By failing to call the court on September 18, 1998 and by failing to appear in court on September 22, 1998, the respondent did not diligently represent his client, in violation of Mass. R. Prof. C. 1.3.

By failing to follow the court’s directives to participate in a telephone conference on September 18, 1998 and to appear in court on September 22, 1998, the respondent knowingly disobeyed an obligation under the rules of the tribunal and engaged in conduct that was prejudicial to the administration of justice and adversely reflected on his fitness to practice law, in violation of Mass. R. Prof. C. 3.4(c) and 8.4(d) and (h).

In aggravation, the respondent received an admonition in 1998 for his failure to execute a written contingent fee agreement. Admonition No. 98-88, 14 Mass. Att’y Disc. R. 977 (1998).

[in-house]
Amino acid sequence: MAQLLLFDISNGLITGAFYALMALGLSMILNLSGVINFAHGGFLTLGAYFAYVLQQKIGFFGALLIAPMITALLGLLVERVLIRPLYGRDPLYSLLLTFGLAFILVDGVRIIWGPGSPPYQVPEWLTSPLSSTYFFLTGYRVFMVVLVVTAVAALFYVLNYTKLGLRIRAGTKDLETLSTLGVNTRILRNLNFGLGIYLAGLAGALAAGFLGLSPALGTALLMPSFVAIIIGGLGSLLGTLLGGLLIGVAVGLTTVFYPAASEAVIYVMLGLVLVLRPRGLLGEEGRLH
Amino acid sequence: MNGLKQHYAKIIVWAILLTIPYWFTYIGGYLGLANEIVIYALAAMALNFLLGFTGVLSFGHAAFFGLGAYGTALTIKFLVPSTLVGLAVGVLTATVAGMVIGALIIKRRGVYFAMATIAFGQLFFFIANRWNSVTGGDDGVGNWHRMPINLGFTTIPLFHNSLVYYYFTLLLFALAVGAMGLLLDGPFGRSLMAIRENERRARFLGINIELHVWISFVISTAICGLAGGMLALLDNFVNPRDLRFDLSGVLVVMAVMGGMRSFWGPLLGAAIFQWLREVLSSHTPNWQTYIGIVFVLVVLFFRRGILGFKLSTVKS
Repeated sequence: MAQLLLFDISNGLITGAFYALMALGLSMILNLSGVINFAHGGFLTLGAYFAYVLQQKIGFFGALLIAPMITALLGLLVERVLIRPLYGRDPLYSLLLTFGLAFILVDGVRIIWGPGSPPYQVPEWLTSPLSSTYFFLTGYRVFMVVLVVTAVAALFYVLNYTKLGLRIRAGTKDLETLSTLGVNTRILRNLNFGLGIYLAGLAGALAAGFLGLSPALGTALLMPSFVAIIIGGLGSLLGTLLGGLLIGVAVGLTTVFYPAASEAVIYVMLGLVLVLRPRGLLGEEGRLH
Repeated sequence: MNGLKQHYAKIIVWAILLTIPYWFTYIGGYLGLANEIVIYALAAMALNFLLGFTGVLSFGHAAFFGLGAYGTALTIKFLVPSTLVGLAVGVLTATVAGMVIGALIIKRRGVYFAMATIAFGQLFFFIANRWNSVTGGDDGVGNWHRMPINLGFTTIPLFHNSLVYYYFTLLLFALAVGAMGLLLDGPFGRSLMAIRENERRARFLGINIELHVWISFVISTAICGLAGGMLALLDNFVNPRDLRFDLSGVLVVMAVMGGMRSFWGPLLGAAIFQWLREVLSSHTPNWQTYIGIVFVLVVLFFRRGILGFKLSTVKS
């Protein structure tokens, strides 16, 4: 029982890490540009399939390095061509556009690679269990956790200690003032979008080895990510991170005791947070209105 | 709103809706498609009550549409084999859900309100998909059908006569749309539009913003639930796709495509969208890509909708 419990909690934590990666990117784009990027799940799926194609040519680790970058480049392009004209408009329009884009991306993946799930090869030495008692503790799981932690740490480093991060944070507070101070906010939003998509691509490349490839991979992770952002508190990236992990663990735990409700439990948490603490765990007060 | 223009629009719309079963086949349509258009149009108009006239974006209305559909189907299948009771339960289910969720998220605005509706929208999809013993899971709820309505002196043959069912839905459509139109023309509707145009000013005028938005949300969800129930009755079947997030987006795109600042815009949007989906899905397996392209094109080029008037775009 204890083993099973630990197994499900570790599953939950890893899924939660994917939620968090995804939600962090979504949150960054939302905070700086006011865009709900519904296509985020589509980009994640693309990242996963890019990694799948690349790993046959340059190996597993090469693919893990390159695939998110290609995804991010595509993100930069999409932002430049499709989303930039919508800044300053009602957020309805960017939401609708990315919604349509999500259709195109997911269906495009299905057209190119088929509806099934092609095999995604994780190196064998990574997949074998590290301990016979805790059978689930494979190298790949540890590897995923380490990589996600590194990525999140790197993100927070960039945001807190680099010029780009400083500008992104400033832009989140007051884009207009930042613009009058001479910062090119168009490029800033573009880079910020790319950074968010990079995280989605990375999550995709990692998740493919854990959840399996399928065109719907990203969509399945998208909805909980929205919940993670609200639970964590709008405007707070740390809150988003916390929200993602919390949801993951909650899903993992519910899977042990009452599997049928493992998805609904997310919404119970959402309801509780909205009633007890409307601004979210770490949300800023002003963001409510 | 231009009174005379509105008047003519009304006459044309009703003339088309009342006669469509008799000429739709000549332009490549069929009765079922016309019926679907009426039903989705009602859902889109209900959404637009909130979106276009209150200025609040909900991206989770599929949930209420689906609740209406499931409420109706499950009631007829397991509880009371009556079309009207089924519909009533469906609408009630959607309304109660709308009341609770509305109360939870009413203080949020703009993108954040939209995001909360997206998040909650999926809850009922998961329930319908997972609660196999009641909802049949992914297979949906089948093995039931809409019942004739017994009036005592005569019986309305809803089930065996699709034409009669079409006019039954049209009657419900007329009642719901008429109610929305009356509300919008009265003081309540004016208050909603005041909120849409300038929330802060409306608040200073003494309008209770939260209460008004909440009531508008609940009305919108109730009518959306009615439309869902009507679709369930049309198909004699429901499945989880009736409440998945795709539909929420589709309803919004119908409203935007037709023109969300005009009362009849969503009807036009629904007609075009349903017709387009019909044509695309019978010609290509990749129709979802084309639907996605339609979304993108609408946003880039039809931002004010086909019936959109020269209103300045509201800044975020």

In mitigation, the respondent had a legitimate reason to have sought postponement of the trial. The respondent’s mother-in-law, who was visiting from North Carolina in July 1998, fell ill and was taken to the hospital. She was diagnosed with inoperable colon cancer and given one to three months to live. Following ten days in the hospital, she was discharged because there was nothing further that the hospital could do for her. Because she was too weak to return to North Carolina, she went to the respondent’s home for her remaining days. There she received around the clock care from the respondent and his family, necessitating the rearrangement of the respondent’s schedule. Following the death of the respondent’s mother-in-law around Labor Day, the respondent and his wife spent a week in North Carolina. On or about September 16, 1998, the respondent filed a motion to continue the trial date in the civil action from September 21, 1998 to November 2, 1998 and explained his personal circumstances in the supporting affidavit. In the accompanying cover letter to the judge, the respondent further explained that because of his personal circumstances he had been unable to prepare for trial; furnish court-ordered documents, including a trial memorandum, an exhibit list, and a witness list; and file at least one motion in limine that would need to be heard prior to trial.